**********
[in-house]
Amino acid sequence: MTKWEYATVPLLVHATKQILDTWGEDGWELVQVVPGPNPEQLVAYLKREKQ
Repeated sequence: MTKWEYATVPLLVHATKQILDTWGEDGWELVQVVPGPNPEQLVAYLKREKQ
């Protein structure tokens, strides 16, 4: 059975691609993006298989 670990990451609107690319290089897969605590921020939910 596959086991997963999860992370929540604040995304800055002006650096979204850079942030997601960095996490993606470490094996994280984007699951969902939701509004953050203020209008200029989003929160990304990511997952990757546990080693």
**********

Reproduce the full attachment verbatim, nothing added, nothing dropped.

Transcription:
[in-house]
Amino acid sequence: MTKWEYATVPLLVHATKQILDTWGEDGWELVQVVPGPNPEQLVAYLKREKQ
Repeated sequence: MTKWEYATVPLLVHATKQILDTWGEDGWELVQVVPGPNPEQLVAYLKREKQ
């Protein structure tokens, strides 16, 4: 059975691609993006298989 670990990451609107690319290089897969605590921020939910 596959086991997963999860992370929540604040995304800055002006650096979204850079942030997601960095996490993606470490094996994280984007699951969902939701509004953050203020209008200029989003929160990304990511997952990757546990080693």